Shooting stops as we're talking, and no one notices Brolin until he silently appears at our table and startles everyone. He's an intense and imposing man, but much the uneasiness really stems from his make-up. All of his good looks are buried beneath layers of gruesome, raw latex. There's no bulging eyeball, but they've kept the skin flap over the mouth. His face is twisted into a permanent Eastwood sneer, with rotten teeth visible through the hole and scar tissue of his lip. None of us can stop staring, and there's something in Brolin's demeanor that suggests he's careless and self-conscious about it, just like the Hex of the comic books. When he smokes, he's forced to plug up the hole in his cheek to inhale. When he breathes through it, it's accompanied by a slurping, wheezing sound. It's pretty gross, and its perfect for the character. I certainly hope they let his natural sound effects and obvious discomfort show onscreen.

Brolin is sick and weary from a long shoot, but he's so fully in character that you're half-convinced it's because he just rode across miles of prairie and desert. Left alone by the cast and crew, he sits down, puts his boots up, puts his hat over his eyes, and falls asleep. He's not doing this for our benefit. Brolin is Jonah Hex inside and out. As he clinks around set, it's impossible to think of anyone more suited to the character. All I can do is hope that all the promising talk and cultish dedication translates into the film they described to us.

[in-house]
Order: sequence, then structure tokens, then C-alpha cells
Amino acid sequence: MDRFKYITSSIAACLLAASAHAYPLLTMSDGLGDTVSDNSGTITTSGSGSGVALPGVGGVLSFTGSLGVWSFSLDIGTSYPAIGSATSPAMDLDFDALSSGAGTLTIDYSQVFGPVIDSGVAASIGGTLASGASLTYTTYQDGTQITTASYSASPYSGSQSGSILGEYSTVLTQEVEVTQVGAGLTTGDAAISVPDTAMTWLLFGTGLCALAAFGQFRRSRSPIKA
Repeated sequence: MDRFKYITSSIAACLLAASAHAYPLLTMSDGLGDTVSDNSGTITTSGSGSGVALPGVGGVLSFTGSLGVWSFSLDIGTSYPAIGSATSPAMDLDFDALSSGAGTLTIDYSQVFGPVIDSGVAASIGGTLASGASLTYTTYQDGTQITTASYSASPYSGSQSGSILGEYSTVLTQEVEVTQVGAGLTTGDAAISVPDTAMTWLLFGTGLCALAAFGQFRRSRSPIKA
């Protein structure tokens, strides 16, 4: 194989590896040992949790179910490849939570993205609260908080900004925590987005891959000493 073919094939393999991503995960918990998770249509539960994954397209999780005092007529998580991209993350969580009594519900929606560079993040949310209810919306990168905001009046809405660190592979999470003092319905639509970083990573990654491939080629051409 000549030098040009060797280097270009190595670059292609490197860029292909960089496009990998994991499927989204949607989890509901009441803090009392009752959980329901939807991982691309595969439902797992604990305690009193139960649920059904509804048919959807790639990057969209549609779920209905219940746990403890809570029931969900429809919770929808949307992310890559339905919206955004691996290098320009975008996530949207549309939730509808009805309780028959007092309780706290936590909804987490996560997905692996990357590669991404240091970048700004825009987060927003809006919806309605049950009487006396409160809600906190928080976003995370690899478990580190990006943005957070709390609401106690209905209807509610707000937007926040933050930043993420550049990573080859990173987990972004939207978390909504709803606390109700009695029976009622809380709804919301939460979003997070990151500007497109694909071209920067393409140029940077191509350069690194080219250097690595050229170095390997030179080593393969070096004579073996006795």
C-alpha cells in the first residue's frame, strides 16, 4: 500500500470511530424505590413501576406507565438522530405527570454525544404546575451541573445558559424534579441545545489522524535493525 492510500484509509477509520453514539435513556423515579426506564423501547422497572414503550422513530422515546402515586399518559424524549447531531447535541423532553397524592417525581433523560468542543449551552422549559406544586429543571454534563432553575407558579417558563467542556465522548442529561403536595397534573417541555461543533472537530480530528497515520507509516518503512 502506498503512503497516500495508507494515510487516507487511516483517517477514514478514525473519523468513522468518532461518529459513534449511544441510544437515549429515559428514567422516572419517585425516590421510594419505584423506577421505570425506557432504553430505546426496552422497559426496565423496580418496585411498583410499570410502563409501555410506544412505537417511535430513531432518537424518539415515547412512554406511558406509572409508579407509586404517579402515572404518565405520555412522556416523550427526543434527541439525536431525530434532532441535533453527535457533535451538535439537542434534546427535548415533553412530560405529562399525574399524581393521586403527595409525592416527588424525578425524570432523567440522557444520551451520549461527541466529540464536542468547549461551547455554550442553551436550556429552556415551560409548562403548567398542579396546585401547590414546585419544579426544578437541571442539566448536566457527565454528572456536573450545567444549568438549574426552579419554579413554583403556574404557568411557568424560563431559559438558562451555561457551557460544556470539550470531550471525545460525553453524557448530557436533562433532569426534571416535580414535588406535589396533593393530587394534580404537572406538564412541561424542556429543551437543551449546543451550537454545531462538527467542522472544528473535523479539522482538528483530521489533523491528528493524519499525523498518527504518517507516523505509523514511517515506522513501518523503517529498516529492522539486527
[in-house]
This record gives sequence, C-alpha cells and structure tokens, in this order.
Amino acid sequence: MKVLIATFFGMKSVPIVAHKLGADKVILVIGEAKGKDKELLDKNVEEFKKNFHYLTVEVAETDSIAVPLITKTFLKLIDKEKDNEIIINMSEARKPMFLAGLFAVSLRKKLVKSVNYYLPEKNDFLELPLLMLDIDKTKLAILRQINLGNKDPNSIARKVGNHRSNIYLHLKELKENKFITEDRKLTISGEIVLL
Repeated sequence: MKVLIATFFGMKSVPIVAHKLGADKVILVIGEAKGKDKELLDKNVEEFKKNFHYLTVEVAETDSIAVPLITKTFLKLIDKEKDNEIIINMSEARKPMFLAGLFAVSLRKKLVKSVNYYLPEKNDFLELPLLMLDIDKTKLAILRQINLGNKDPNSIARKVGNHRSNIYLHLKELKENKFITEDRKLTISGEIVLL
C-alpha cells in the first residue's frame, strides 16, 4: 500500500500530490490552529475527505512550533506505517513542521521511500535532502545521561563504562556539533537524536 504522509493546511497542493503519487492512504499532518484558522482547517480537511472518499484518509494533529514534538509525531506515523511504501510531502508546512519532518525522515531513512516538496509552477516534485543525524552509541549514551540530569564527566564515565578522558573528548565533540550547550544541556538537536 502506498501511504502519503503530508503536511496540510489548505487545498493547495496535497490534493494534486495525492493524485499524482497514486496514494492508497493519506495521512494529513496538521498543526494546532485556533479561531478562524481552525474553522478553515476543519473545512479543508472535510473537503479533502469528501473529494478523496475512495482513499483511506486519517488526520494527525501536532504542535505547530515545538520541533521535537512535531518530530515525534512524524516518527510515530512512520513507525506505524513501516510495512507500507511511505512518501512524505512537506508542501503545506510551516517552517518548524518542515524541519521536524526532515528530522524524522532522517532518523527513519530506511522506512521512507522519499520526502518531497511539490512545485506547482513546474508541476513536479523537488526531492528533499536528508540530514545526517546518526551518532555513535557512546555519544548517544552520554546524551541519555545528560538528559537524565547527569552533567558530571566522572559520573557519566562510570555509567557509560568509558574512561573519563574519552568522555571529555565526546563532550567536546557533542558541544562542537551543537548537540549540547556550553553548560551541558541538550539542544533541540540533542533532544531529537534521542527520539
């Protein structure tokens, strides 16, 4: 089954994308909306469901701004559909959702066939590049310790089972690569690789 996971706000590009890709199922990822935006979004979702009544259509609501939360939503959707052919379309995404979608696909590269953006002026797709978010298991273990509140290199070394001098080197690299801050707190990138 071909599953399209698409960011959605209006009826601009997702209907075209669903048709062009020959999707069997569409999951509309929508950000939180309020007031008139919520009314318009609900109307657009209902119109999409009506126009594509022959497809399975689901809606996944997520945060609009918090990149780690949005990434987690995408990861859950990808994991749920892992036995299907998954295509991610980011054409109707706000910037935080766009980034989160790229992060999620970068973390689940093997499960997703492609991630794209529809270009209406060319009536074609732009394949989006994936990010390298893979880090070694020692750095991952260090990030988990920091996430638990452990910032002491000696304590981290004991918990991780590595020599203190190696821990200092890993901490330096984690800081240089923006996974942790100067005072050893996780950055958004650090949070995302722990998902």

There's been a lot of rumors, reshoots, and changes to the film since we visited the set last May. We've seen a trailer that suggests the supernatural plays a much bigger part than was hinted on set. But regardless of what that film ends up being, there was enough promise that I hope it all comes together in a way that allows Hex to keep on riding. I want to see him send more souls into hell, riding the western wastelands with only the acrid smell of gunsmoke as his companion.